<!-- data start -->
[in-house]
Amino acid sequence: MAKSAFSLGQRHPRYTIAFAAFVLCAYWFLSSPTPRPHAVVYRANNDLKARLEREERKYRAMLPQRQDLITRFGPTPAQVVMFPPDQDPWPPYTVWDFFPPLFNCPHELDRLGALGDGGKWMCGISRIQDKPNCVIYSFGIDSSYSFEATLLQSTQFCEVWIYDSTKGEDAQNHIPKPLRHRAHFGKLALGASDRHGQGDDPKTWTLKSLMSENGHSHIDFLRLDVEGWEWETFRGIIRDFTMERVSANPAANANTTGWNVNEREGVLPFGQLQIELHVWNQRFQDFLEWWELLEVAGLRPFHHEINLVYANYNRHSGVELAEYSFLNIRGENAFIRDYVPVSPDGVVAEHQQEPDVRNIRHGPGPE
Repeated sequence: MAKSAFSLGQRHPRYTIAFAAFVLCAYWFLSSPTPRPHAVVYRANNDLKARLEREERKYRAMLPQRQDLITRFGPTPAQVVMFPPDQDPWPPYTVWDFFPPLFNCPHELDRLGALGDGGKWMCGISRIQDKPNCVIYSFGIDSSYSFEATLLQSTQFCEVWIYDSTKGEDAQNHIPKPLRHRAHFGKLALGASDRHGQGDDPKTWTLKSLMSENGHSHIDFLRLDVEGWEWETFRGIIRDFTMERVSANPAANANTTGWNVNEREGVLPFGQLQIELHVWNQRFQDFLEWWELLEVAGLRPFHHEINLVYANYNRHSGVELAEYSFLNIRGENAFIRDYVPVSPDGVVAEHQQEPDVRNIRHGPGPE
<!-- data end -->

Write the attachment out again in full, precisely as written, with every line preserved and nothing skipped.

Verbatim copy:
[in-house]
Amino acid sequence: MAKSAFSLGQRHPRYTIAFAAFVLCAYWFLSSPTPRPHAVVYRANNDLKARLEREERKYRAMLPQRQDLITRFGPTPAQVVMFPPDQDPWPPYTVWDFFPPLFNCPHELDRLGALGDGGKWMCGISRIQDKPNCVIYSFGIDSSYSFEATLLQSTQFCEVWIYDSTKGEDAQNHIPKPLRHRAHFGKLALGASDRHGQGDDPKTWTLKSLMSENGHSHIDFLRLDVEGWEWETFRGIIRDFTMERVSANPAANANTTGWNVNEREGVLPFGQLQIELHVWNQRFQDFLEWWELLEVAGLRPFHHEINLVYANYNRHSGVELAEYSFLNIRGENAFIRDYVPVSPDGVVAEHQQEPDVRNIRHGPGPE
Repeated sequence: MAKSAFSLGQRHPRYTIAFAAFVLCAYWFLSSPTPRPHAVVYRANNDLKARLEREERKYRAMLPQRQDLITRFGPTPAQVVMFPPDQDPWPPYTVWDFFPPLFNCPHELDRLGALGDGGKWMCGISRIQDKPNCVIYSFGIDSSYSFEATLLQSTQFCEVWIYDSTKGEDAQNHIPKPLRHRAHFGKLALGASDRHGQGDDPKTWTLKSLMSENGHSHIDFLRLDVEGWEWETFRGIIRDFTMERVSANPAANANTTGWNVNEREGVLPFGQLQIELHVWNQRFQDFLEWWELLEVAGLRPFHHEINLVYANYNRHSGVELAEYSFLNIRGENAFIRDYVPVSPDGVVAEHQQEPDVRNIRHGPGPE